Vibrant, independent living for the active adult

The residents of today's Life Plan Communities enjoy vibrant, independent living as well as an array of activities and progressive health programs.

Posted Updated
Jane Albright
, freelance reporter
This story was written for our sponsor, Galloway Ridge at Fearrington.

Not long after Bob Marshall lost his wife and was feeling socially disconnected as a single man, a lifelong friend from college mentioned that he and his wife were considering a Continuing Care Retirement Community.

Marshall was surprised to hear this and protested, "But you're healthy, active and living happily in a beautiful home."

By chance, a few weeks later, he was attending a conference about 15 minutes away from the community his friend had mentioned and decided to visit. After an impromptu tour with some other prospective residents, he revised his opinion.

"Here was a community of people like me, who were enjoying almost every conceivable activity together in pleasant surroundings with the support of staff for needs as they arose," he said.

His mind was changed. Now the challenge was to find the right fit.

Life Plan Communities differ widely in the services and amenities offered. Costs also vary widely.

Galloway Ridge is a Life Plan Community near Chapel Hill. (Photo Courtesy of Galloway Ridge)

After a year of looking, Marshall moved into Galloway Ridge at Fearrington, near Chapel Hill.

The goal of Life Plan Communities is for residents to be settled and living life to the fullest long before the need for assistance. These communities come in four basic contract types:

  • LifeCare (Type A): A LifeCare contract guarantees that, for a one-time entrance fee and monthly service fee, residents will receive unlimited assisted living, skilled nursing and memory care, should it be needed. A resident’s monthly cost remains nearly the same even if they need a higher level of care. Galloway Ridge is a LifeCare community, though they prefer to be known as a Life Plan Community due to the emphasis on wellness and community involvement.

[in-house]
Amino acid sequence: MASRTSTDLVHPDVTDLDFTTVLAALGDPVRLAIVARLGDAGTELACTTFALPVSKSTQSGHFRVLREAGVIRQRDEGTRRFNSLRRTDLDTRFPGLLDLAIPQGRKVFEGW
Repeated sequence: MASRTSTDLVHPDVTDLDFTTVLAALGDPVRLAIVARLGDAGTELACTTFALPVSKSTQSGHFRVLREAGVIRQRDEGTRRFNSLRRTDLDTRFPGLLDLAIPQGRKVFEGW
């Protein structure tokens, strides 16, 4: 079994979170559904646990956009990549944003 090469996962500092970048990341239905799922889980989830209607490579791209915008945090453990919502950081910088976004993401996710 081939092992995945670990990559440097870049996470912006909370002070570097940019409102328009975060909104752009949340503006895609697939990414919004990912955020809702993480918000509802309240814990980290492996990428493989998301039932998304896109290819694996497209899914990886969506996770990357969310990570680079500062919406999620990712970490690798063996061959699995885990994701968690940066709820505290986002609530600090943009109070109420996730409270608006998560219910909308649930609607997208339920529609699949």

• Modified Fee-for-Service (Type B): This contract is similar to a Type A contract, but an additional cost may be incurred for some healthcare services.
  • Fee-for-Service (Type C): There’s a lower entry fee, but residents pay market rate for any healthcare services on an as-needed basis.
  • Equity Communities (Type D): Residents purchase their residence instead of paying an entrance fee. They pay a monthly service fee or homeowners association fee. Health care services are available to residents at the market rate or a slightly discounted rate.

Prospective residents can select the community that best fits their lifestyle and budget. Being near grandchildren seems to be a requirement for many.

Marshall is glad he made the move.

"Like many of my generation, I had acquired the 'old folks rest home' image of places for the elderly who were forced to give up their independence," he said. What he finally realized was that these communities are made up of individuals who are open to fresh ideas, new adventures and living every day to the fullest.

"It wasn't about need," he said. "It was the place these residents loved and wanted to be. And rather than surrender independence, it was freedom to come and go without property concerns. And life's necessities like food and transportation to local events and services were provided."

And his college friend? He’s now Marshall's neighbor at Galloway Ridge.

This story was written for our sponsor, Galloway Ridge at Fearrington.

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